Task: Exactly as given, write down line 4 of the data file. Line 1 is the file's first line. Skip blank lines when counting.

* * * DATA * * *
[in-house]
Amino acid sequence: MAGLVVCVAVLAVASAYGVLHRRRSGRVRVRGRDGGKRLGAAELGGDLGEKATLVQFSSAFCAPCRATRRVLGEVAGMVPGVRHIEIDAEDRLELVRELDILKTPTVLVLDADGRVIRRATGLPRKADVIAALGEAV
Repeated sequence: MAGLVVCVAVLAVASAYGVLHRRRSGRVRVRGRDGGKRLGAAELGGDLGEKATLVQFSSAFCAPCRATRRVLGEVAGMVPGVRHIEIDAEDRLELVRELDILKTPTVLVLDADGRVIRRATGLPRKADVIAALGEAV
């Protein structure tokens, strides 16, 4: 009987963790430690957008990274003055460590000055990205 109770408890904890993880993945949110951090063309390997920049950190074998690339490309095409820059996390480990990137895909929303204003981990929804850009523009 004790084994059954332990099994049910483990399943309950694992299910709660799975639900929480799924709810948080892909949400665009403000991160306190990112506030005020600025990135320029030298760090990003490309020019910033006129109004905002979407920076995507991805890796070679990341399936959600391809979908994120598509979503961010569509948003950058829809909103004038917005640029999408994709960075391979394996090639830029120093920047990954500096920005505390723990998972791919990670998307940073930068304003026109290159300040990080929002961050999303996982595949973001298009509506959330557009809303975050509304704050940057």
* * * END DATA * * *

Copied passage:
């Protein structure tokens, strides 16, 4: 009987963790430690957008990274003055460590000055990205 109770408890904890993880993945949110951090063309390997920049950190074998690339490309095409820059996390480990990137895909929303204003981990929804850009523009 004790084994059954332990099994049910483990399943309950694992299910709660799975639900929480799924709810948080892909949400665009403000991160306190990112506030005020600025990135320029030298760090990003490309020019910033006129109004905002979407920076995507991805890796070679990341399936959600391809979908994120598509979503961010569509948003950058829809909103004038917005640029999408994709960075391979394996090639830029120093920047990954500096920005505390723990998972791919990670998307940073930068304003026109290159300040990080929002961050999303996982595949973001298009509506959330557009809303975050509304704050940057």